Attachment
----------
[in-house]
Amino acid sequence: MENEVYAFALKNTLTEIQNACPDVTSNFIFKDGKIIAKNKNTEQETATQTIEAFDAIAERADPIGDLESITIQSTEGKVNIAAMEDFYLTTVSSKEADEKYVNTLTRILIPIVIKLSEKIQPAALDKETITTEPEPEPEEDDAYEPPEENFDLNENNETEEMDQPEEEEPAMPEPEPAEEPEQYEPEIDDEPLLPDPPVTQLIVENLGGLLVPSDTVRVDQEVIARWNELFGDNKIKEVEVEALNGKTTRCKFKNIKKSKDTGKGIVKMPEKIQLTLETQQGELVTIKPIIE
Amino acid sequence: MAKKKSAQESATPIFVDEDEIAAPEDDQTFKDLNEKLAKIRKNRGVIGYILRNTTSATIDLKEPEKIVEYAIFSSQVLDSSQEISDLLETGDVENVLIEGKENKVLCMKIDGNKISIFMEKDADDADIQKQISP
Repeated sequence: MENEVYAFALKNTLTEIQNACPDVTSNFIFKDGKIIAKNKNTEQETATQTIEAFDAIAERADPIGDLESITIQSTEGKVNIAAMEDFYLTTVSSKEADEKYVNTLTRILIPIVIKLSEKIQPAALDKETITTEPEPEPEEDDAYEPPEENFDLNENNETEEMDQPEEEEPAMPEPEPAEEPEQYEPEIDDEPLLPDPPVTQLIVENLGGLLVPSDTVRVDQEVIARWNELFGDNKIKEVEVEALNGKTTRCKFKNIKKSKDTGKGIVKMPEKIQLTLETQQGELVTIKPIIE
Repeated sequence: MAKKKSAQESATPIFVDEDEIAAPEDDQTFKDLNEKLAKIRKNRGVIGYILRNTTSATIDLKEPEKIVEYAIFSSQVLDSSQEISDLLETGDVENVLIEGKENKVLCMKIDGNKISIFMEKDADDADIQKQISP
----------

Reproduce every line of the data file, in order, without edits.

[in-house]
Amino acid sequence: MENEVYAFALKNTLTEIQNACPDVTSNFIFKDGKIIAKNKNTEQETATQTIEAFDAIAERADPIGDLESITIQSTEGKVNIAAMEDFYLTTVSSKEADEKYVNTLTRILIPIVIKLSEKIQPAALDKETITTEPEPEPEEDDAYEPPEENFDLNENNETEEMDQPEEEEPAMPEPEPAEEPEQYEPEIDDEPLLPDPPVTQLIVENLGGLLVPSDTVRVDQEVIARWNELFGDNKIKEVEVEALNGKTTRCKFKNIKKSKDTGKGIVKMPEKIQLTLETQQGELVTIKPIIE
Amino acid sequence: MAKKKSAQESATPIFVDEDEIAAPEDDQTFKDLNEKLAKIRKNRGVIGYILRNTTSATIDLKEPEKIVEYAIFSSQVLDSSQEISDLLETGDVENVLIEGKENKVLCMKIDGNKISIFMEKDADDADIQKQISP
Repeated sequence: MENEVYAFALKNTLTEIQNACPDVTSNFIFKDGKIIAKNKNTEQETATQTIEAFDAIAERADPIGDLESITIQSTEGKVNIAAMEDFYLTTVSSKEADEKYVNTLTRILIPIVIKLSEKIQPAALDKETITTEPEPEPEEDDAYEPPEENFDLNENNETEEMDQPEEEEPAMPEPEPAEEPEQYEPEIDDEPLLPDPPVTQLIVENLGGLLVPSDTVRVDQEVIARWNELFGDNKIKEVEVEALNGKTTRCKFKNIKKSKDTGKGIVKMPEKIQLTLETQQGELVTIKPIIE
Repeated sequence: MAKKKSAQESATPIFVDEDEIAAPEDDQTFKDLNEKLAKIRKNRGVIGYILRNTTSATIDLKEPEKIVEYAIFSSQVLDSSQEISDLLETGDVENVLIEGKENKVLCMKIDGNKISIFMEKDADDADIQKQISP